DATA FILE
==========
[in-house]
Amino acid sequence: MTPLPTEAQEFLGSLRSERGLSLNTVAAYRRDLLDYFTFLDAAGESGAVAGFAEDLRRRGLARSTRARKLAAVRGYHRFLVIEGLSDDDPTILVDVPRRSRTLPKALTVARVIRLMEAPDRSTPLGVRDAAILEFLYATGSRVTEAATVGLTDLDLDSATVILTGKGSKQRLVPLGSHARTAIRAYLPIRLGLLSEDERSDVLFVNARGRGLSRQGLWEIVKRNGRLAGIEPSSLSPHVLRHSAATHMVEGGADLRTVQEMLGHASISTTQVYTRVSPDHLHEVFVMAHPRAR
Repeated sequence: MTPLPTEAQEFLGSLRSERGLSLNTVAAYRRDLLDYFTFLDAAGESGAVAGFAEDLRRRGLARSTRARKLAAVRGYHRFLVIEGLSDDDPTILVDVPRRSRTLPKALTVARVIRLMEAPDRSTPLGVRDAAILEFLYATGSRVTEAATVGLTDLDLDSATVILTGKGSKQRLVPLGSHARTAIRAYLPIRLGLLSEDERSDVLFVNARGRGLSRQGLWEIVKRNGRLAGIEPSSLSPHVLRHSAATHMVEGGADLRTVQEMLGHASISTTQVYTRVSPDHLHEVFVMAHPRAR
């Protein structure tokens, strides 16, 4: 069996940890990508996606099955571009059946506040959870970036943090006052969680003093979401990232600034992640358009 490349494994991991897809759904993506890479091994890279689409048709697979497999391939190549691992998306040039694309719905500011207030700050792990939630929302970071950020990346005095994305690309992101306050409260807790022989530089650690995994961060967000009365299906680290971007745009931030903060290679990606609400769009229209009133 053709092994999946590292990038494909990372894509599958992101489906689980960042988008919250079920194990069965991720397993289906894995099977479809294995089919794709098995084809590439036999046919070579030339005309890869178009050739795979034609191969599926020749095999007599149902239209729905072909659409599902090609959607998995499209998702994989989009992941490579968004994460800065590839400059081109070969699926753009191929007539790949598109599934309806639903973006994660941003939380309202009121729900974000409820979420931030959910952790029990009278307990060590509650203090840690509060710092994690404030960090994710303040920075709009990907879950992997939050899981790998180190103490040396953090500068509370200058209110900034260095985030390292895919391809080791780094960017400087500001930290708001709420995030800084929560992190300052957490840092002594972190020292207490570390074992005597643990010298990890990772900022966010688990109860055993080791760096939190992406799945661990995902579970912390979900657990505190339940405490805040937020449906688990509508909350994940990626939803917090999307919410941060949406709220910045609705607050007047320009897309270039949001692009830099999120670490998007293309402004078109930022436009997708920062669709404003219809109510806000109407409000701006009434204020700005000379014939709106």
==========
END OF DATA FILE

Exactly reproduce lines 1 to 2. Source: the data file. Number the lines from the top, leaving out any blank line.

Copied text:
[in-house]
Amino acid sequence: MTPLPTEAQEFLGSLRSERGLSLNTVAAYRRDLLDYFTFLDAAGESGAVAGFAEDLRRRGLARSTRARKLAAVRGYHRFLVIEGLSDDDPTILVDVPRRSRTLPKALTVARVIRLMEAPDRSTPLGVRDAAILEFLYATGSRVTEAATVGLTDLDLDSATVILTGKGSKQRLVPLGSHARTAIRAYLPIRLGLLSEDERSDVLFVNARGRGLSRQGLWEIVKRNGRLAGIEPSSLSPHVLRHSAATHMVEGGADLRTVQEMLGHASISTTQVYTRVSPDHLHEVFVMAHPRAR